LE rehabilitation follows many of the same principles as UE rehabilitation. The added difficulty, however, is that effective strength training in the LE, unlike in the UE, is heavily dependent on compound movements (e.g., squat and dead lift), which often involve the UE and the core. This can be challenging because injuries involving other joints in the UE or core might limit an athlete’s ability to adequately perform LE strength rehabilitation.
      To some degree, this can be overcome by performing isolation resistance training that focuses on monoarticular movements, but unfortunately, this is not a very effective method of building LE strength or functional rehabilitation when used as a monotherapy. In addition, addressing lower-limb coordination and proprioception can be challenging during rehabilitation. However, it is of utmost importance to avoid reinjury, particularly in female athletes with knee and ankle injuries (e.g., ACL rupture), which cannot be addressed with isolation training.
      • Bird S.P.
      • Tarpenning K.M.
      • Marino F.E.
      Designing resistance training programmes to enhance muscular fitness.
      ,
      • Kruse L.M.
      • Gray B.
      • Wright R.W.
      Rehabilitation after anterior cruciate ligament reconstruction.
      ,
      • Lephart S.M.
      • Pincivero D.M.
      • Giraido J.L.
      • Fu F.H.
      The role of proprioception in the management and rehabilitation of athletic injuries.
      Dynamic stabilization of the knee is primarily achieved via the hamstrings and quadriceps. The functional hamstring-to-quadriceps (H/Q) ratio—the functional ratio of eccentric hamstring to concentric quadriceps moments (extension) and concentric hamstring to eccentric quadriceps moments (flexion)—has been described as one of the integral principles that determine the degree of strain on the ACL.
      • Kruse L.M.
      • Gray B.
      • Wright R.W.
      Rehabilitation after anterior cruciate ligament reconstruction.
      ,
      • Li G.
      • Rudy T.W.
      • Sakane M.
      • Kanamori A.
      • Ma C.B.
      • Woo S.L.
      The importance of quadriceps and hamstring muscle loading on knee kinematics and in-situ forces in the ACL.
      Studies have shown that H/Q muscular imbalances increase ACL strain and the risk of injury, as well as reinjury.
      • Kruse L.M.
      • Gray B.
      • Wright R.W.
      Rehabilitation after anterior cruciate ligament reconstruction.
      ,
      • Li G.
      • Rudy T.W.
      • Sakane M.
      • Kanamori A.
      • Ma C.B.
      • Woo S.L.
      The importance of quadriceps and hamstring muscle loading on knee kinematics and in-situ forces in the ACL.
      ,
      • Myer G.D.
      • Ford K.R.
      • Foss K.D.
      • Liu C.
      • Nick T.G.
      • Hewett T.E.
      The relationship of hamstrings and quadriceps strength to anterior cruciate ligament injury in female athletes.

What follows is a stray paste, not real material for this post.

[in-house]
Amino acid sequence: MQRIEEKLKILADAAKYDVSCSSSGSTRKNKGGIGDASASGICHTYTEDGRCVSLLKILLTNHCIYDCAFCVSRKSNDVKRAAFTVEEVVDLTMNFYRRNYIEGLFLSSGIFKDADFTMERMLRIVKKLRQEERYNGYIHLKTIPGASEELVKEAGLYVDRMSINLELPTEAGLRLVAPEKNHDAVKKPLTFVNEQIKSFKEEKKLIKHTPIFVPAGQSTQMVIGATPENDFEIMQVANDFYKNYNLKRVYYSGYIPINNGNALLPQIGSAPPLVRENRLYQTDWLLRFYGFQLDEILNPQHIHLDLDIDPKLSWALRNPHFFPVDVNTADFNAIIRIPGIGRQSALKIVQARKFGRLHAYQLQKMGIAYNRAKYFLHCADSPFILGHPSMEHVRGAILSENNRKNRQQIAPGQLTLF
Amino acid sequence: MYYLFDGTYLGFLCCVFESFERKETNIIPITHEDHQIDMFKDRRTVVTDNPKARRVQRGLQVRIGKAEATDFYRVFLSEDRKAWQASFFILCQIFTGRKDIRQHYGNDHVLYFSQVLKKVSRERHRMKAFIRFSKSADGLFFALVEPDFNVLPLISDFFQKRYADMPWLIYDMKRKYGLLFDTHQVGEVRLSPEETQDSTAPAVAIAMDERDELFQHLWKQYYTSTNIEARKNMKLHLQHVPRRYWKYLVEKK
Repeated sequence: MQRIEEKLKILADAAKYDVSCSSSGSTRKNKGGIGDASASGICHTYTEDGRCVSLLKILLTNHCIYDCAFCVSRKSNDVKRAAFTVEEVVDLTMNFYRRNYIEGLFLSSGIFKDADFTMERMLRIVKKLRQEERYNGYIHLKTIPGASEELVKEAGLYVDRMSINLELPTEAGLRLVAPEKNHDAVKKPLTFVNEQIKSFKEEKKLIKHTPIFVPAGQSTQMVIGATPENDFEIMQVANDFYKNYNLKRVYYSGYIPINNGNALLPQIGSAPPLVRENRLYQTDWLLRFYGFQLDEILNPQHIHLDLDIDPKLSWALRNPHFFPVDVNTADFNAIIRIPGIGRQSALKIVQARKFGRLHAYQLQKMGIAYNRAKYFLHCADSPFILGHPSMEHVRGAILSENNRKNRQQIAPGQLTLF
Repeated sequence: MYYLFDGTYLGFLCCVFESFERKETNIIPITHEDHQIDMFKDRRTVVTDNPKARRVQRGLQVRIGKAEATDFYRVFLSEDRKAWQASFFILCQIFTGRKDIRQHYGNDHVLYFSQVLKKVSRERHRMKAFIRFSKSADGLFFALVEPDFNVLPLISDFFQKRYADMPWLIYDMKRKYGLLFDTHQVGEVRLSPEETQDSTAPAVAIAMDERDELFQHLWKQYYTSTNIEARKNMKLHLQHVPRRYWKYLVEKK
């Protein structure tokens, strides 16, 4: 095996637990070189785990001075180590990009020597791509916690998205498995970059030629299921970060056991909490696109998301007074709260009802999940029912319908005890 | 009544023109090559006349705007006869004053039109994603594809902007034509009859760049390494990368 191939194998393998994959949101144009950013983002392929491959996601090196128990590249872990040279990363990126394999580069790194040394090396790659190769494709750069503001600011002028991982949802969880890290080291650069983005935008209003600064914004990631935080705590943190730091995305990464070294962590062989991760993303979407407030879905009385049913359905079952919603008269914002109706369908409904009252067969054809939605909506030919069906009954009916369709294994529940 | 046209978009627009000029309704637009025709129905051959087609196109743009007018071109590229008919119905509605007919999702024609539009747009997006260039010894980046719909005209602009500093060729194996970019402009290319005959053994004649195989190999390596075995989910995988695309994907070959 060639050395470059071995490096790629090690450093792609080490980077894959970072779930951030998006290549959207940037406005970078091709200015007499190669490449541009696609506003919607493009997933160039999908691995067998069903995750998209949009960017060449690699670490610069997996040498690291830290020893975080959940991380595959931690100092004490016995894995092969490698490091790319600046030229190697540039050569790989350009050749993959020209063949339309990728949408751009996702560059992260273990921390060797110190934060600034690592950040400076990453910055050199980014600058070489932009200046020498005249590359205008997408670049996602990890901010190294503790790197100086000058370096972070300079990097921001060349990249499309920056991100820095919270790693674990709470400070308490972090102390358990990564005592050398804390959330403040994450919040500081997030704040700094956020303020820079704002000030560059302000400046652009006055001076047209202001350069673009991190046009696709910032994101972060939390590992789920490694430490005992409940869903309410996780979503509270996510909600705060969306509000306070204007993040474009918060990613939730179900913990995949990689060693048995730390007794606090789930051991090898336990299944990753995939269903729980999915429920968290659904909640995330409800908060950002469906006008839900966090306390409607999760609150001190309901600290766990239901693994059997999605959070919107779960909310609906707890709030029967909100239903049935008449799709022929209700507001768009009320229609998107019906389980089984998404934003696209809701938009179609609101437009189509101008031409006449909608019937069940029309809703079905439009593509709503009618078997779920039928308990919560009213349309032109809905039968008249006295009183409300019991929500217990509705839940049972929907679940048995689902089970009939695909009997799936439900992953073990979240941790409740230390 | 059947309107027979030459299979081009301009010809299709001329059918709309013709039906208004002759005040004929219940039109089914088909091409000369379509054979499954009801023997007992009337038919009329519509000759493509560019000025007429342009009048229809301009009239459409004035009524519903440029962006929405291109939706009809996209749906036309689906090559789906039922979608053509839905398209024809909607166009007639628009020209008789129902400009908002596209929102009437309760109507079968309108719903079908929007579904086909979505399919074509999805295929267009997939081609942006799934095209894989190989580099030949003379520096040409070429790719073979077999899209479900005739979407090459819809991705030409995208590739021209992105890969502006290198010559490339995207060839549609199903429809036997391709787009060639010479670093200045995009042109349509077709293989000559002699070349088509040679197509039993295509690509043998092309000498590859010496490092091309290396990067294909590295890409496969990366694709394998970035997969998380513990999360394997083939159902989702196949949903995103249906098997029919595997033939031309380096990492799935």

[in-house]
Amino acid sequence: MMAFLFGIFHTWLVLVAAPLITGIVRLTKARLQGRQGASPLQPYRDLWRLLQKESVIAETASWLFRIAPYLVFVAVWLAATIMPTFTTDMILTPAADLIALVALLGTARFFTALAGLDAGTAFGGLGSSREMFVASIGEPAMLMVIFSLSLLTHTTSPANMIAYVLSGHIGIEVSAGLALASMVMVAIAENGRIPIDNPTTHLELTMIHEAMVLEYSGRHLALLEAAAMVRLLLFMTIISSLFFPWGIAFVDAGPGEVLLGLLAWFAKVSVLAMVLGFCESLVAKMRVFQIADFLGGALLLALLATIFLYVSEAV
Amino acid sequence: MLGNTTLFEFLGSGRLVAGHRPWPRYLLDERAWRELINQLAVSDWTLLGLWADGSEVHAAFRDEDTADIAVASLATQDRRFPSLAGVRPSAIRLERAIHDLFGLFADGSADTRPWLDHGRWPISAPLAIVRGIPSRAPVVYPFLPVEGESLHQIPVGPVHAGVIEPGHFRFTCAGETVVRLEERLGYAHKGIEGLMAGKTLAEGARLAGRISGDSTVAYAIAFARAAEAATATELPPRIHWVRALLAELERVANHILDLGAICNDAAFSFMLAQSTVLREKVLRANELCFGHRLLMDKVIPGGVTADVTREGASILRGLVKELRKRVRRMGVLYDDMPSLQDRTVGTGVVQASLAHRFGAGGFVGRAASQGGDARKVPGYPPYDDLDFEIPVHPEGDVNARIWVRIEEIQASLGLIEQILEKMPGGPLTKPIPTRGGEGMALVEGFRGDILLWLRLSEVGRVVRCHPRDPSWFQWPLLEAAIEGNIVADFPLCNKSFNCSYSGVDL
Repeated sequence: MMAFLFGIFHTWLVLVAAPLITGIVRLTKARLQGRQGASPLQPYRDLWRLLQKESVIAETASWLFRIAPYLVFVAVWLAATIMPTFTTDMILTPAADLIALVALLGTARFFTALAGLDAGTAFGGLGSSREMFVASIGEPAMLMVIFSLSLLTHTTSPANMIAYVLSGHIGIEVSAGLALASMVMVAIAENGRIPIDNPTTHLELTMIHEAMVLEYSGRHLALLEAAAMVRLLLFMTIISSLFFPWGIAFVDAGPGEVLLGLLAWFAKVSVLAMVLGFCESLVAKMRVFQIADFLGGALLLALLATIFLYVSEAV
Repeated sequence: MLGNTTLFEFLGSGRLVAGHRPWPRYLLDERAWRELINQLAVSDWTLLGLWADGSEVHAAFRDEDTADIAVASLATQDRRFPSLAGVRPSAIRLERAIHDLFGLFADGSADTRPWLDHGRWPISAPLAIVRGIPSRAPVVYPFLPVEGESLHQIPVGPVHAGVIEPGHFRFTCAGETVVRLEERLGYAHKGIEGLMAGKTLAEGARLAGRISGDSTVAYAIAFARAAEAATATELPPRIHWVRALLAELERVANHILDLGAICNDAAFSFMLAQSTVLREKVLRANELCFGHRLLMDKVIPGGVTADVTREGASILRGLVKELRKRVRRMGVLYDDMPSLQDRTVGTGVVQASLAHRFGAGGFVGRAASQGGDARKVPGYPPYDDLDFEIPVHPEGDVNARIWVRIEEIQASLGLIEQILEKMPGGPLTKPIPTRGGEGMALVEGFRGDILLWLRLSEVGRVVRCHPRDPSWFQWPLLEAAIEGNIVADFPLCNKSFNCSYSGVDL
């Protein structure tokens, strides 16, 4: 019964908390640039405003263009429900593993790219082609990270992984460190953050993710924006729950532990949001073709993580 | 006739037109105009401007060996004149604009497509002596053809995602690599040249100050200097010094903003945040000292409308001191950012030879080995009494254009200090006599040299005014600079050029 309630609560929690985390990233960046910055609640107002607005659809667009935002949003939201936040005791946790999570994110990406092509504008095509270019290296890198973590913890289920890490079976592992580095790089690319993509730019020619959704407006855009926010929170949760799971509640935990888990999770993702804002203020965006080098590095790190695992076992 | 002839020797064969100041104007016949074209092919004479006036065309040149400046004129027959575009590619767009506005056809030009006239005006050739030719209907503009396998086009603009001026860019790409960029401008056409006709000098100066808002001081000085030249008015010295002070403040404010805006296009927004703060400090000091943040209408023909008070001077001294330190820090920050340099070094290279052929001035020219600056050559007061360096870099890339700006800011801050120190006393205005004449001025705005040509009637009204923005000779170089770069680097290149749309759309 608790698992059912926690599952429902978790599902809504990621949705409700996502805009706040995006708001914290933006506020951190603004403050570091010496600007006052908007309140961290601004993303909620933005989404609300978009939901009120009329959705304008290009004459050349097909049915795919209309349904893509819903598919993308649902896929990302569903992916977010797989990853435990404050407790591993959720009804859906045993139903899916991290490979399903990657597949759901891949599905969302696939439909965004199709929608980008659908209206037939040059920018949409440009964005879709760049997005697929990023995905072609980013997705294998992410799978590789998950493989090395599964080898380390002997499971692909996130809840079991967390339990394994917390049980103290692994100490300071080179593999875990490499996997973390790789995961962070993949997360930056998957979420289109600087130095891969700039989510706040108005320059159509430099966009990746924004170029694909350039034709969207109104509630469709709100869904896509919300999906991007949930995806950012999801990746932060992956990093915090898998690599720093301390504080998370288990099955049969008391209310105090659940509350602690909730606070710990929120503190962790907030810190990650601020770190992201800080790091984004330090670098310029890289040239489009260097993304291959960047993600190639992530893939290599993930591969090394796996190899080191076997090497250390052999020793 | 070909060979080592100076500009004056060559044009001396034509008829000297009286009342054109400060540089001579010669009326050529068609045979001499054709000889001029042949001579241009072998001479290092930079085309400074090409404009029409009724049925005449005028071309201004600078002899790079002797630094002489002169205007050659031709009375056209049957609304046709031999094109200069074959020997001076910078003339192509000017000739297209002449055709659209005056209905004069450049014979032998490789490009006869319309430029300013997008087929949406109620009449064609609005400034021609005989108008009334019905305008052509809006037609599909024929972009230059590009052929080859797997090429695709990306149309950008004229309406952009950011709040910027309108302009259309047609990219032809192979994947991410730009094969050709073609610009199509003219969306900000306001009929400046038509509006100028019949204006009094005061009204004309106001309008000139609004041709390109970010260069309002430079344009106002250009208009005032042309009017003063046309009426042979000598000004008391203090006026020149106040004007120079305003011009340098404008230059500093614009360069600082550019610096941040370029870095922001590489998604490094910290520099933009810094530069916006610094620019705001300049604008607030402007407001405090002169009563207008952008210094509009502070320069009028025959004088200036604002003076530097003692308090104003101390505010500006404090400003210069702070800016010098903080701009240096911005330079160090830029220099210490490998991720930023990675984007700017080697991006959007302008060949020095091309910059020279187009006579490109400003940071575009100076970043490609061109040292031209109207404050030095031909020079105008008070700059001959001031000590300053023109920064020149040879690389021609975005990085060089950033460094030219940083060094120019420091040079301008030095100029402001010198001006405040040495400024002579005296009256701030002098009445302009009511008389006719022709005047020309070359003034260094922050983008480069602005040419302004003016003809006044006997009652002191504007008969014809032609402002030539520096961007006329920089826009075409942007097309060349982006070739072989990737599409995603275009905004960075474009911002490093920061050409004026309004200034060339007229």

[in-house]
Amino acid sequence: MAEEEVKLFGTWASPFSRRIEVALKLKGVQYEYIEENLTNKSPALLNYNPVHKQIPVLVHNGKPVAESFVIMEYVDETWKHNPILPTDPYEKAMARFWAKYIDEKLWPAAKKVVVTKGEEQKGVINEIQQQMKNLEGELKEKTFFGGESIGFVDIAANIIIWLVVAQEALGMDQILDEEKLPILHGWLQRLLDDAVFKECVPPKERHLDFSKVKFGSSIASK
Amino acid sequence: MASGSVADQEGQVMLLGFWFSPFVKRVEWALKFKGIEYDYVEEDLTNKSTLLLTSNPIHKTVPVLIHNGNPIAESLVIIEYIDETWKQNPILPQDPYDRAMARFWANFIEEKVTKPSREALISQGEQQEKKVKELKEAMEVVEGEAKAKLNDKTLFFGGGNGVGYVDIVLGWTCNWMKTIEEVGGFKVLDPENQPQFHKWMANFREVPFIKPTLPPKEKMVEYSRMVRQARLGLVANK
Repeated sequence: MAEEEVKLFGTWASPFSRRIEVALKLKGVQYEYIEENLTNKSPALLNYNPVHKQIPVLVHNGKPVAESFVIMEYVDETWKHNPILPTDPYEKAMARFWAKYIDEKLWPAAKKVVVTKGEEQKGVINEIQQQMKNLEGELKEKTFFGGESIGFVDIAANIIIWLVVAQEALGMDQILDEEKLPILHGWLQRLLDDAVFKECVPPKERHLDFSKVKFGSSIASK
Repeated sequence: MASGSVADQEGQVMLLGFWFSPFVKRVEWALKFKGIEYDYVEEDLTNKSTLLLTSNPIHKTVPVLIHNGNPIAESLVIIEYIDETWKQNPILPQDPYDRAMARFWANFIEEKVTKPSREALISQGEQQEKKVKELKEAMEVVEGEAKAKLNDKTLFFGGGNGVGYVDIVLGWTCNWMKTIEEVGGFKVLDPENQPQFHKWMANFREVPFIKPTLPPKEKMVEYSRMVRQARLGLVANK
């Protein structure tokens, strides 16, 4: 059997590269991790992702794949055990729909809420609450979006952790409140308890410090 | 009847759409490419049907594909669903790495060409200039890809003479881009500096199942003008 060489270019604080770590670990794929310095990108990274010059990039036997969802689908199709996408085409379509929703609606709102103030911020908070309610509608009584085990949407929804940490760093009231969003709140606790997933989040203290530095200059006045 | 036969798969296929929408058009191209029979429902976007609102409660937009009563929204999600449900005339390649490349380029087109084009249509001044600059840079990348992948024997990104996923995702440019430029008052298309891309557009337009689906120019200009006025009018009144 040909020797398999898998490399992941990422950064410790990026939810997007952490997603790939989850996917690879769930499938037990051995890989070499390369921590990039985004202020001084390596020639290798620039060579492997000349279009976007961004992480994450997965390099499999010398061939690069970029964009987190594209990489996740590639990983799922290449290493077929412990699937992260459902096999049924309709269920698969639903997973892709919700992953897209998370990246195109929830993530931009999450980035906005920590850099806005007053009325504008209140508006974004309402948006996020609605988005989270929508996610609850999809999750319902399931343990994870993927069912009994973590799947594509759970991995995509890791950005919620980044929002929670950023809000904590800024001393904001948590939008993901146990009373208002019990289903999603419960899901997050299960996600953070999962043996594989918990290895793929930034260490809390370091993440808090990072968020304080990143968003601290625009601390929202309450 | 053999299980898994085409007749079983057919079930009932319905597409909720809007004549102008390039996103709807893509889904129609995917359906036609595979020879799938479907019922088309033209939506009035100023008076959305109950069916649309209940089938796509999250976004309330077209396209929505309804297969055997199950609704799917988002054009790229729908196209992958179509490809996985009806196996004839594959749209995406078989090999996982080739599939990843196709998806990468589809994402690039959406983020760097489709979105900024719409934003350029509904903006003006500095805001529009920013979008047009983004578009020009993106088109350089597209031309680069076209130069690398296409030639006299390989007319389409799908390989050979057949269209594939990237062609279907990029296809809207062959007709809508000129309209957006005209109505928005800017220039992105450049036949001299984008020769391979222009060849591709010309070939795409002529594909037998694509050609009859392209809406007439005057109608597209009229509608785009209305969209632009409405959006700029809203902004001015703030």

This is particularly important for injured female athletes who tend to have weaker hamstrings when compared with male athletes, which is one of the factors increasing the risk of ACL injury and reinjury in this specific population.
      • Myer G.D.
      • Ford K.R.
      • Foss K.D.
      • Liu C.
      • Nick T.G.
      • Hewett T.E.
      The relationship of hamstrings and quadriceps strength to anterior cruciate ligament injury in female athletes.
      At high knee flexion angles, a low H/Q ratio may represent a compromised ability of the hamstrings to stabilize the knee joint throughout the full ROM. Near full knee extension, shifts in favor of the knee flexors may represent an attempt to stabilize the knee at the angle of greatest ACL strain.
      • Li G.
      • Rudy T.W.
      • Sakane M.
      • Kanamori A.
      • Ma C.B.
      • Woo S.L.
      The importance of quadriceps and hamstring muscle loading on knee kinematics and in-situ forces in the ACL.
      Dedinsky et al.
      • Dedinsky R.
      • Baker L.
      • Imbus S.
      • Bowman M.
      • Murray L.
      Exercises that facilitate optimal hamstring and quadriceps co-activation to help decrease ACL injury risk in healthy females: A systematic review of the literature.
      reported that exercises that facilitate functional and optimal hamstring and quadriceps co-activation such as double-leg squats, single-leg squats, lateral step-up exercises, and other squat variations help decrease the risk of ACL injury in healthy female individuals. Biomechanical data from patients undergoing ACL reconstruction also suggest that hamstring co-contraction with the quadriceps is effective in reducing excessive forces on the ACL particularly between 15° and 60° of knee flexion.
      • Li G.
      • Suggs J.
      • Gill T.
      The effect of anterior cruciate ligament injury on knee joint function under a simulated muscle load: A three-dimensional computational simulation.
      Finally, female athletes who participate in high-risk sports such as basketball and soccer have a 2- to 8-fold higher rate of ACL injury than male athletes.
      • Boden B.P.
      • Sheehan F.T.
      • Torg J.S.
      • Hewett T.E.
      Non-contact ACL injuries: Mechanisms and risk factors.
      There have been several kinematic and biomechanical laboratory studies that have shown significant sex-specific differences between male and female individuals. These differences might explain why women are at more risk of noncontact injuries during sports and emphasize the need for muscle development in female athletes.